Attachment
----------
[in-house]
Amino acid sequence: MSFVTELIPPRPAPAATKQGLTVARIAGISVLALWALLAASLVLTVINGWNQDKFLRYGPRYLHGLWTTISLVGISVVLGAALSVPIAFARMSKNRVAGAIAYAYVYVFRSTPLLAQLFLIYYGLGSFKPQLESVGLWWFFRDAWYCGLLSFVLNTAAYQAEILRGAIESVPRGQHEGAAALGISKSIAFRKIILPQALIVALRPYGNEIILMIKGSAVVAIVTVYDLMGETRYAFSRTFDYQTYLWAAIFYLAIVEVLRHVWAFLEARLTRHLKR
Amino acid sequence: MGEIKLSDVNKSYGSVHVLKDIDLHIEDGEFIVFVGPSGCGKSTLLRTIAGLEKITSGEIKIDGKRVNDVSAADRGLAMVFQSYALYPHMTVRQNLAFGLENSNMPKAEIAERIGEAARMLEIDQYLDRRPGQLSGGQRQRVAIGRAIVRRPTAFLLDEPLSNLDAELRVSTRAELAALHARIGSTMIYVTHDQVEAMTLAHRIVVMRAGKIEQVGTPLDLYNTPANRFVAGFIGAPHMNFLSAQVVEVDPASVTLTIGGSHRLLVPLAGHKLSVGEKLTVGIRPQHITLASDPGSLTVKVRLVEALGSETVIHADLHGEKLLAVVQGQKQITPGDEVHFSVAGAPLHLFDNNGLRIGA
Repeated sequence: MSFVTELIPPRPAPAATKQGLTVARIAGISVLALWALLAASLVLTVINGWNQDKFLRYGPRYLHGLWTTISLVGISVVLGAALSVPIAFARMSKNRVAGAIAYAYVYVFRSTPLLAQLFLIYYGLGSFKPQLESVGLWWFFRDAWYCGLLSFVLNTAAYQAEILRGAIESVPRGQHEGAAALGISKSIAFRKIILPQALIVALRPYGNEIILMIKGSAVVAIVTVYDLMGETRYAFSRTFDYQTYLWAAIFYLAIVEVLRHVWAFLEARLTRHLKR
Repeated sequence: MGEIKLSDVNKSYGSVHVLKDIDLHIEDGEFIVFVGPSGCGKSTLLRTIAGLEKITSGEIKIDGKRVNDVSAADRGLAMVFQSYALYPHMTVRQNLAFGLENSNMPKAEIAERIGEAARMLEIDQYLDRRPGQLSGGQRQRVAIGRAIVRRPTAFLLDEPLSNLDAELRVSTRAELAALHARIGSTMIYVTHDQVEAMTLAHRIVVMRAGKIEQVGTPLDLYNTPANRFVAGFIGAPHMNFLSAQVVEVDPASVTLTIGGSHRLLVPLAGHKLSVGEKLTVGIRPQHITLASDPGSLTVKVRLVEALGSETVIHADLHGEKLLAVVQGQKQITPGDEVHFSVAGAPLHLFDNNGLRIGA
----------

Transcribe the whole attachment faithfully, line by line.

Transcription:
[in-house]
Amino acid sequence: MSFVTELIPPRPAPAATKQGLTVARIAGISVLALWALLAASLVLTVINGWNQDKFLRYGPRYLHGLWTTISLVGISVVLGAALSVPIAFARMSKNRVAGAIAYAYVYVFRSTPLLAQLFLIYYGLGSFKPQLESVGLWWFFRDAWYCGLLSFVLNTAAYQAEILRGAIESVPRGQHEGAAALGISKSIAFRKIILPQALIVALRPYGNEIILMIKGSAVVAIVTVYDLMGETRYAFSRTFDYQTYLWAAIFYLAIVEVLRHVWAFLEARLTRHLKR
Amino acid sequence: MGEIKLSDVNKSYGSVHVLKDIDLHIEDGEFIVFVGPSGCGKSTLLRTIAGLEKITSGEIKIDGKRVNDVSAADRGLAMVFQSYALYPHMTVRQNLAFGLENSNMPKAEIAERIGEAARMLEIDQYLDRRPGQLSGGQRQRVAIGRAIVRRPTAFLLDEPLSNLDAELRVSTRAELAALHARIGSTMIYVTHDQVEAMTLAHRIVVMRAGKIEQVGTPLDLYNTPANRFVAGFIGAPHMNFLSAQVVEVDPASVTLTIGGSHRLLVPLAGHKLSVGEKLTVGIRPQHITLASDPGSLTVKVRLVEALGSETVIHADLHGEKLLAVVQGQKQITPGDEVHFSVAGAPLHLFDNNGLRIGA
Repeated sequence: MSFVTELIPPRPAPAATKQGLTVARIAGISVLALWALLAASLVLTVINGWNQDKFLRYGPRYLHGLWTTISLVGISVVLGAALSVPIAFARMSKNRVAGAIAYAYVYVFRSTPLLAQLFLIYYGLGSFKPQLESVGLWWFFRDAWYCGLLSFVLNTAAYQAEILRGAIESVPRGQHEGAAALGISKSIAFRKIILPQALIVALRPYGNEIILMIKGSAVVAIVTVYDLMGETRYAFSRTFDYQTYLWAAIFYLAIVEVLRHVWAFLEARLTRHLKR
Repeated sequence: MGEIKLSDVNKSYGSVHVLKDIDLHIEDGEFIVFVGPSGCGKSTLLRTIAGLEKITSGEIKIDGKRVNDVSAADRGLAMVFQSYALYPHMTVRQNLAFGLENSNMPKAEIAERIGEAARMLEIDQYLDRRPGQLSGGQRQRVAIGRAIVRRPTAFLLDEPLSNLDAELRVSTRAELAALHARIGSTMIYVTHDQVEAMTLAHRIVVMRAGKIEQVGTPLDLYNTPANRFVAGFIGAPHMNFLSAQVVEVDPASVTLTIGGSHRLLVPLAGHKLSVGEKLTVGIRPQHITLASDPGSLTVKVRLVEALGSETVIHADLHGEKLLAVVQGQKQITPGDEVHFSVAGAPLHLFDNNGLRIGA